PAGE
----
Ente filed a complaint in the Superior Court alleging in count I that about June 27, 1979, he made a contract with Merry which contained a covenant by Merry that, if Merry left Ente's employ voluntarily, he would refrain from competition with Ente for two years. In count II, it was alleged (a) that the defendant Frankl had entered into a one-year personal service contract with Ente, automatically self-extending from year to year, and (b) that this contract contained a covenant by Frankl against competition with Ente for eighteen months after termination for any reason of Frankl's employment with Ente.
The complaint, in nine additional counts, asserted various theories of relief. These were largely allegations that Merry had left Ente's employ about February 27, 1981, and that Frankl had left Ente's employ about February 13, 1981, and that Merry and Frankl were each engaging cooperatively in competition with Ente in violation of their respective restrictive covenants.
Frankl was a resident of Connecticut alleged to be subject to the socalled "long arm" jurisdiction of the court. G. L. c. 223A, Section 3. Frankl was served with at least some documents, by certified mail, the mail receipt showing that he received these on May 6, 1981. Frankl was defaulted on May 29, 1981, on motion by Ente, and on that day a preliminary injunction was entered (apparently on the basis of the default) to prevent his further violation of his restrictive covenant. There followed a series of hearings in the Superior Court before different judges, which culminated on August 26 in an order holding Frankl in contempt, and on September 8 in the denial of Frankl's motion to shorten the notice time for discovery of certain documents, especially a copy of Frankl's contract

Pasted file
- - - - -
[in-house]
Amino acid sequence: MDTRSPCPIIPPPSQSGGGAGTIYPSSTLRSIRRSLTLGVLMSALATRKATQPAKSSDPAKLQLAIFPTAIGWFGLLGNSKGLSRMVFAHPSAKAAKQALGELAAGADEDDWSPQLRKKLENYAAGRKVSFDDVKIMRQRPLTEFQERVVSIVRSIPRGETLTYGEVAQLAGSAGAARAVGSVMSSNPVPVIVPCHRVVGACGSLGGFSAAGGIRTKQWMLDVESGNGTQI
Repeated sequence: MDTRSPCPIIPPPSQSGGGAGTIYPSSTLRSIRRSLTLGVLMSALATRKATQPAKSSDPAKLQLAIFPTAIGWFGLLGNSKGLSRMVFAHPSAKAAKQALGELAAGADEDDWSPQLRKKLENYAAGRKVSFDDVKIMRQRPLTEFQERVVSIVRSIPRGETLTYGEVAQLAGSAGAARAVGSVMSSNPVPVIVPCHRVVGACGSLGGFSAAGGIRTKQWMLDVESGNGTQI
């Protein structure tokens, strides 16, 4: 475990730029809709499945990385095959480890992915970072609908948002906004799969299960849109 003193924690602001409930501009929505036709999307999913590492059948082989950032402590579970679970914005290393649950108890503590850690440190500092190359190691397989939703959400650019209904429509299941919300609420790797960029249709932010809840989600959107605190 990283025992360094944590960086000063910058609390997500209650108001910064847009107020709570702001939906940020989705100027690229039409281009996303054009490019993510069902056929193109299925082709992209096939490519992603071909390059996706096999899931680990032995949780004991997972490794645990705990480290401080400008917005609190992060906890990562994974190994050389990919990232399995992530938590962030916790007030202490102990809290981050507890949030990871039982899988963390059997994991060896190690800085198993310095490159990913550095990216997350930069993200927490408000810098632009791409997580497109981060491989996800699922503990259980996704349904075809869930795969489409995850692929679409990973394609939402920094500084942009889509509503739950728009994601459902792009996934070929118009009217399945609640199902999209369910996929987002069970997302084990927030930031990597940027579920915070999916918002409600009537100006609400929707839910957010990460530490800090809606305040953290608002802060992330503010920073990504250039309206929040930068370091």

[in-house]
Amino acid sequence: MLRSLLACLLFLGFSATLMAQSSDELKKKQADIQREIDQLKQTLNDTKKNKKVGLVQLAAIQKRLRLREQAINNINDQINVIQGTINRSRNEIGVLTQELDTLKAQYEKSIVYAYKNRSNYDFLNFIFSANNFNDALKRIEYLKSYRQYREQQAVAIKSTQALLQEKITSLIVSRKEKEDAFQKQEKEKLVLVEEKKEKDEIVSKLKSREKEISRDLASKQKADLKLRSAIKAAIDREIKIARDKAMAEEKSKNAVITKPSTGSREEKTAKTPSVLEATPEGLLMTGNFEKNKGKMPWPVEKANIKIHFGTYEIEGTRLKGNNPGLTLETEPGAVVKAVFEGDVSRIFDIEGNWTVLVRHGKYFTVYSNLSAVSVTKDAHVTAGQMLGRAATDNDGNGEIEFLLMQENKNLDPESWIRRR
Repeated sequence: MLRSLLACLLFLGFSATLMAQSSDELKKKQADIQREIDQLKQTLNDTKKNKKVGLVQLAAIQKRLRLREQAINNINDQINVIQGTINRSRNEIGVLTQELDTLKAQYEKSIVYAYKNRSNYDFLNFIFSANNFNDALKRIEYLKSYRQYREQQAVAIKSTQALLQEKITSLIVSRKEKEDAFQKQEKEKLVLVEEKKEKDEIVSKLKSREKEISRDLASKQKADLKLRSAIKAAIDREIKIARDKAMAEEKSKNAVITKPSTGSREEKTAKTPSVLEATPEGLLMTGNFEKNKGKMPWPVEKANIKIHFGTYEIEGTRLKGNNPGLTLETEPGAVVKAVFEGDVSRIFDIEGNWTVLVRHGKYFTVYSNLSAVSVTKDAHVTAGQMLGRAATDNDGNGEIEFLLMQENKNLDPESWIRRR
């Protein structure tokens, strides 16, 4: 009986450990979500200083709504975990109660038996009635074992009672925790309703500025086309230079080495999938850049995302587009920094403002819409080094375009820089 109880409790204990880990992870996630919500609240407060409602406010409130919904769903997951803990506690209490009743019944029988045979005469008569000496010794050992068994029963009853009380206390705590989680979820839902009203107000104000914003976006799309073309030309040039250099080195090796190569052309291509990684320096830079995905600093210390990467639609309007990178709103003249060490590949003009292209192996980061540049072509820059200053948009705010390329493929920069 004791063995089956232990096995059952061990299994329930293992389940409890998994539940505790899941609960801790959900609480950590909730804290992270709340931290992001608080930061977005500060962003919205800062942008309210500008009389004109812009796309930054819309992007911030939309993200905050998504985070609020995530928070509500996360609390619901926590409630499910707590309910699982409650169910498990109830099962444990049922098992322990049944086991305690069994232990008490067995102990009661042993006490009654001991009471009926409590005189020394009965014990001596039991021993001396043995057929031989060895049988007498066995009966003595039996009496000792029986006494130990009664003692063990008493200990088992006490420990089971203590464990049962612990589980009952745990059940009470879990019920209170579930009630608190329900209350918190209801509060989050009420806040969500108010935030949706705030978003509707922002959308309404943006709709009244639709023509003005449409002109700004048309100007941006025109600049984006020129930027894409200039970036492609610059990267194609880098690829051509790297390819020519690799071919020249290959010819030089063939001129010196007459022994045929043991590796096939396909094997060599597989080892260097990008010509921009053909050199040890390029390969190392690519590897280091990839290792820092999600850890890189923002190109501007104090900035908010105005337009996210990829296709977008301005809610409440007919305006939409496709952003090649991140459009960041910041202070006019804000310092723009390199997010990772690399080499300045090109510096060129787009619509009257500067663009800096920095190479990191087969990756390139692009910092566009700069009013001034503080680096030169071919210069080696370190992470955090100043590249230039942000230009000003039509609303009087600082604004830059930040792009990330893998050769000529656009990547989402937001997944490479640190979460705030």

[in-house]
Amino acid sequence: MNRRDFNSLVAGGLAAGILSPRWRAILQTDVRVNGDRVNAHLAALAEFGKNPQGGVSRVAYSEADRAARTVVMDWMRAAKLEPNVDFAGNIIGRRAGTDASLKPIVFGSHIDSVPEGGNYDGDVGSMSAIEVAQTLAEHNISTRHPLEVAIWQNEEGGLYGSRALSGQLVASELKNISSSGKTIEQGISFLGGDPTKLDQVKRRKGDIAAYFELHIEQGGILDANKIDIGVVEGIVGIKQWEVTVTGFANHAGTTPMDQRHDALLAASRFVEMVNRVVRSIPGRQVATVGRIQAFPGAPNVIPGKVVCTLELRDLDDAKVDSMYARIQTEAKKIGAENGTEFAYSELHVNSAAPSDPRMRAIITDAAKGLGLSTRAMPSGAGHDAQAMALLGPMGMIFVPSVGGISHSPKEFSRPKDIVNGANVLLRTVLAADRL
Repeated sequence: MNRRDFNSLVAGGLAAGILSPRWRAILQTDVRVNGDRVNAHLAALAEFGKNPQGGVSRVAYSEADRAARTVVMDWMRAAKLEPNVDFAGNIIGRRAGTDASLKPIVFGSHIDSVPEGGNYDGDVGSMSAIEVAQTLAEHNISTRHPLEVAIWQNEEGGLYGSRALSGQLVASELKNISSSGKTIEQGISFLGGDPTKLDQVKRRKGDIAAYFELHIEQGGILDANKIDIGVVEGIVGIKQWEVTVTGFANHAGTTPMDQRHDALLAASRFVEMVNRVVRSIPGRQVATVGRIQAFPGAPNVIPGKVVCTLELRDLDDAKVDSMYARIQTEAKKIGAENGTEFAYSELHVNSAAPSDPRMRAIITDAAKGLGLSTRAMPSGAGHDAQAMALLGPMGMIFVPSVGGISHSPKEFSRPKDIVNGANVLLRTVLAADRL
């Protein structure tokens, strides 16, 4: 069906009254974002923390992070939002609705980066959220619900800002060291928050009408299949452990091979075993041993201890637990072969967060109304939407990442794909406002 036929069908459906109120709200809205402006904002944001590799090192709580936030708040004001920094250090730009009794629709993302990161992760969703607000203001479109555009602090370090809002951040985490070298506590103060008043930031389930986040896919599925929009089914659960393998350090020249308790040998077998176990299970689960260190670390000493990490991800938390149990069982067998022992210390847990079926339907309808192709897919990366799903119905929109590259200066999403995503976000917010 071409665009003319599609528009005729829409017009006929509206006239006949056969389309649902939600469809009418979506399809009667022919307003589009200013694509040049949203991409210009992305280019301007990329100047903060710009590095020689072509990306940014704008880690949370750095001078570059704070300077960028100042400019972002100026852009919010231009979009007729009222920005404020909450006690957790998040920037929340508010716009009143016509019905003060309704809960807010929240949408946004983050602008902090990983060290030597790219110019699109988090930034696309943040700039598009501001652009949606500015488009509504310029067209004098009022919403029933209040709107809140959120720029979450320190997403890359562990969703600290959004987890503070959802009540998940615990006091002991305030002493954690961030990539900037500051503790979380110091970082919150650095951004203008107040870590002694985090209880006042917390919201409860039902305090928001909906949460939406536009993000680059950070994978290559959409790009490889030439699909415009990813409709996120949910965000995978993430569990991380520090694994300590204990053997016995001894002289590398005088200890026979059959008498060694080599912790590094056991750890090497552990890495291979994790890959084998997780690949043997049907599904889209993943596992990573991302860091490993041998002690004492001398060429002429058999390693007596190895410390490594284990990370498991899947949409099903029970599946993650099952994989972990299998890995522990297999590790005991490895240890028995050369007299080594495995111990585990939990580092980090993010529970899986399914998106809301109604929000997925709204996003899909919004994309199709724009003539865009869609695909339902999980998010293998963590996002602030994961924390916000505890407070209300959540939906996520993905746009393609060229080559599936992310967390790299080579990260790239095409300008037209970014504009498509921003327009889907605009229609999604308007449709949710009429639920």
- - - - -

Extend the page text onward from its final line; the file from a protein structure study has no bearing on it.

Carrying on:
with Ente. This denial by one Superior Court judge was expressly based on an order of another Superior Court judge, entered on May 18, 1981, staying all proceedings because Merry's contract with Ente contained a provision for arbitration. Frankl's default had been removed by still another Superior Court judge on July 1, on Frankl's motion. Thus, if the default preliminary injunction against Frankl was not automatically dissolved when Frankl's default was removed on July 1, he not only was being denied (on September 8) a dissolution of the injunction of May 29 but also discovery of his contract, because of the stay order entered on May 18. The order of May 18 appears to have been considered on review on May 20 (before Frankl was an active participant in this litigation), by the same single justice from whose order the present appeal is now claimed.